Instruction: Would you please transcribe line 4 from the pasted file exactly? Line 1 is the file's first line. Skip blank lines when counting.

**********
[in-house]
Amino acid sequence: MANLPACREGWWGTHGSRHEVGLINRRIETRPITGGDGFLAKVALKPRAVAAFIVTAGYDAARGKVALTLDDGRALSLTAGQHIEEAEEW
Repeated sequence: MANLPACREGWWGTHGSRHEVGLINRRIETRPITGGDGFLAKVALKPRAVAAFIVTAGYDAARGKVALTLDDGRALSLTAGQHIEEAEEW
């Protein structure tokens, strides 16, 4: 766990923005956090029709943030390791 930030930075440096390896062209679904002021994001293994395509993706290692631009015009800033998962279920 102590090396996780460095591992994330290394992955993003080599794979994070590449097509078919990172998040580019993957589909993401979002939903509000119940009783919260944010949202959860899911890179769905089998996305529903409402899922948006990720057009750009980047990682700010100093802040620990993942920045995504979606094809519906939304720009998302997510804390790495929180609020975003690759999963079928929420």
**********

């Protein structure tokens, strides 16, 4: 766990923005956090029709943030390791 930030930075440096390896062209679904002021994001293994395509993706290692631009015009800033998962279920 102590090396996780460095591992994330290394992955993003080599794979994070590449097509078919990172998040580019993957589909993401979002939903509000119940009783919260944010949202959860899911890179769905089998996305529903409402899922948006990720057009750009980047990682700010100093802040620990993942920045995504979606094809519906939304720009998302997510804390790495929180609020975003690759999963079928929420």